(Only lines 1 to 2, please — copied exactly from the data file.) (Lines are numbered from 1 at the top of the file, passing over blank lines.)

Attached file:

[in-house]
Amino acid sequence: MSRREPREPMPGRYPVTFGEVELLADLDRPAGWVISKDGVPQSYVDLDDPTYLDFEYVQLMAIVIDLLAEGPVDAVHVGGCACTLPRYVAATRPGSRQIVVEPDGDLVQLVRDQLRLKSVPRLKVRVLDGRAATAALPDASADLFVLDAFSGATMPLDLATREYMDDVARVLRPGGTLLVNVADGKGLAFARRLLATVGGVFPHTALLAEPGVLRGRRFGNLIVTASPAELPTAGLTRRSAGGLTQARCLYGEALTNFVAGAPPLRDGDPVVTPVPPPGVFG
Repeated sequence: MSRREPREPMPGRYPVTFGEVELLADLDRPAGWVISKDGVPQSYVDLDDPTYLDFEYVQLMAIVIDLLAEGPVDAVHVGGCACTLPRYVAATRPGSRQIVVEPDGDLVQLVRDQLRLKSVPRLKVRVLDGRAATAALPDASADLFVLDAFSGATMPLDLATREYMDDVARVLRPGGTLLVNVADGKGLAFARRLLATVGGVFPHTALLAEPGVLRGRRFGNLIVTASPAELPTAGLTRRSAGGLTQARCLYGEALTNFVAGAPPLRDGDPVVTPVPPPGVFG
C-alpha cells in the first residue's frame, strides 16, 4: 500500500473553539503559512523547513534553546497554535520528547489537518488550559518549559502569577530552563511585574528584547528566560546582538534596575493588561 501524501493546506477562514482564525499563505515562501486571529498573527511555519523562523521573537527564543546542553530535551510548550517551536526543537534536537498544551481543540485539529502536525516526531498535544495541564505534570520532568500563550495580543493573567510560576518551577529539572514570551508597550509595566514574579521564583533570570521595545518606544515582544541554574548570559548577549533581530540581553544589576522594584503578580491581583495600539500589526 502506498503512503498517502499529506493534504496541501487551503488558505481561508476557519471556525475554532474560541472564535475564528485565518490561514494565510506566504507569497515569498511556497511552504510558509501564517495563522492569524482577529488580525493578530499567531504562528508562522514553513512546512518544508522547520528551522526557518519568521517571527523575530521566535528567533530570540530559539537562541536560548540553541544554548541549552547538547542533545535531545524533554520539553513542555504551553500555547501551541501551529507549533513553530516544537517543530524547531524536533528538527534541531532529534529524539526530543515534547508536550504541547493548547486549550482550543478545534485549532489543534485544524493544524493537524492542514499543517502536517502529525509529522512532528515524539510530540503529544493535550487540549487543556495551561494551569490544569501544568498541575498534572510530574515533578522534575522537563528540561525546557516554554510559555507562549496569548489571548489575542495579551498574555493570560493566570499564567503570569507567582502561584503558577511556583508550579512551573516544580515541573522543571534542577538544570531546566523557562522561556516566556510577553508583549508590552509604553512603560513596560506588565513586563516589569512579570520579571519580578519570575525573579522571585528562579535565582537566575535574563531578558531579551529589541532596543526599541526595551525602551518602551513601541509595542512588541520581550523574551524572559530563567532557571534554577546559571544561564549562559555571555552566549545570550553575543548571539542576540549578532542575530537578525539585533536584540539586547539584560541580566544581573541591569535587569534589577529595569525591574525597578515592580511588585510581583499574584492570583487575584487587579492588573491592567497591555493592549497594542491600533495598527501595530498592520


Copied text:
[in-house]
Amino acid sequence: MSRREPREPMPGRYPVTFGEVELLADLDRPAGWVISKDGVPQSYVDLDDPTYLDFEYVQLMAIVIDLLAEGPVDAVHVGGCACTLPRYVAATRPGSRQIVVEPDGDLVQLVRDQLRLKSVPRLKVRVLDGRAATAALPDASADLFVLDAFSGATMPLDLATREYMDDVARVLRPGGTLLVNVADGKGLAFARRLLATVGGVFPHTALLAEPGVLRGRRFGNLIVTASPAELPTAGLTRRSAGGLTQARCLYGEALTNFVAGAPPLRDGDPVVTPVPPPGVFG